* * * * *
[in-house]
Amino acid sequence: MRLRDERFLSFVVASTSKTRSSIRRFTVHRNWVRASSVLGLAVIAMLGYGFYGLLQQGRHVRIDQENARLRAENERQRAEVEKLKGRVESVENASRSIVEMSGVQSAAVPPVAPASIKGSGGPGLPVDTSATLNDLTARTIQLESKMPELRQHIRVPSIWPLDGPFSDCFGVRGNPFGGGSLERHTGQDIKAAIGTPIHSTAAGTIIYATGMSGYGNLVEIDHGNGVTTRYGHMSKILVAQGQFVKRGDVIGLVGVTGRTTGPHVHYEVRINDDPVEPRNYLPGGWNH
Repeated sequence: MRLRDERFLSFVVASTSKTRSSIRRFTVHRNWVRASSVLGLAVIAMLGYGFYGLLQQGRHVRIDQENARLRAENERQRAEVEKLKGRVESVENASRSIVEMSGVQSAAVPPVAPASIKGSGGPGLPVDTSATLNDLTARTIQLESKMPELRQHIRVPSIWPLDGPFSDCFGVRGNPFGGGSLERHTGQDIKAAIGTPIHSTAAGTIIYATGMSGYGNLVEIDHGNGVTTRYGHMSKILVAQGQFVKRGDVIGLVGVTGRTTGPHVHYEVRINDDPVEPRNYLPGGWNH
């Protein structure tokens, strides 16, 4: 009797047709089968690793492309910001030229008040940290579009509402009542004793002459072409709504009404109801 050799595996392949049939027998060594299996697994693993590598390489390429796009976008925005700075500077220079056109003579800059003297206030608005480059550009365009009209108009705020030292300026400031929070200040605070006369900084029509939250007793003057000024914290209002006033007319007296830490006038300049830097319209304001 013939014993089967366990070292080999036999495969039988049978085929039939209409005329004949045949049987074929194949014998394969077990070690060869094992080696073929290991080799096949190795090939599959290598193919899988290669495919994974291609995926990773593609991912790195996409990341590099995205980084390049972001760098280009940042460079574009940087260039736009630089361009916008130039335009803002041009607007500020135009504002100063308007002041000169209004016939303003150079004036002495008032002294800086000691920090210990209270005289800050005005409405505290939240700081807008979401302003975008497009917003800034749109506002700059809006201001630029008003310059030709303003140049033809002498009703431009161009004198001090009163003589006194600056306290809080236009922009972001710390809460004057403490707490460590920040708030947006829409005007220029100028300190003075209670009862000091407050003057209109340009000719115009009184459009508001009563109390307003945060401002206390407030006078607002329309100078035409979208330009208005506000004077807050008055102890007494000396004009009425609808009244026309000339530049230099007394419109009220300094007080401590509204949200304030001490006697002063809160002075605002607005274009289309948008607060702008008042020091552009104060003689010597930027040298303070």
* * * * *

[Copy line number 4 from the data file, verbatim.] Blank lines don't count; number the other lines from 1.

């Protein structure tokens, strides 16, 4: 009797047709089968690793492309910001030229008040940290579009509402009542004793002459072409709504009404109801 050799595996392949049939027998060594299996697994693993590598390489390429796009976008925005700075500077220079056109003579800059003297206030608005480059550009365009009209108009705020030292300026400031929070200040605070006369900084029509939250007793003057000024914290209002006033007319007296830490006038300049830097319209304001 013939014993089967366990070292080999036999495969039988049978085929039939209409005329004949045949049987074929194949014998394969077990070690060869094992080696073929290991080799096949190795090939599959290598193919899988290669495919994974291609995926990773593609991912790195996409990341590099995205980084390049972001760098280009940042460079574009940087260039736009630089361009916008130039335009803002041009607007500020135009504002100063308007002041000169209004016939303003150079004036002495008032002294800086000691920090210990209270005289800050005005409405505290939240700081807008979401302003975008497009917003800034749109506002700059809006201001630029008003310059030709303003140049033809002498009703431009161009004198001090009163003589006194600056306290809080236009922009972001710390809460004057403490707490460590920040708030947006829409005007220029100028300190003075209670009862000091407050003057209109340009000719115009009184459009508001009563109390307003945060401002206390407030006078607002329309100078035409979208330009208005506000004077807050008055102890007494000396004009009425609808009244026309000339530049230099007394419109009220300094007080401590509204949200304030001490006697002063809160002075605002607005274009289309948008607060702008008042020091552009104060003689010597930027040298303070």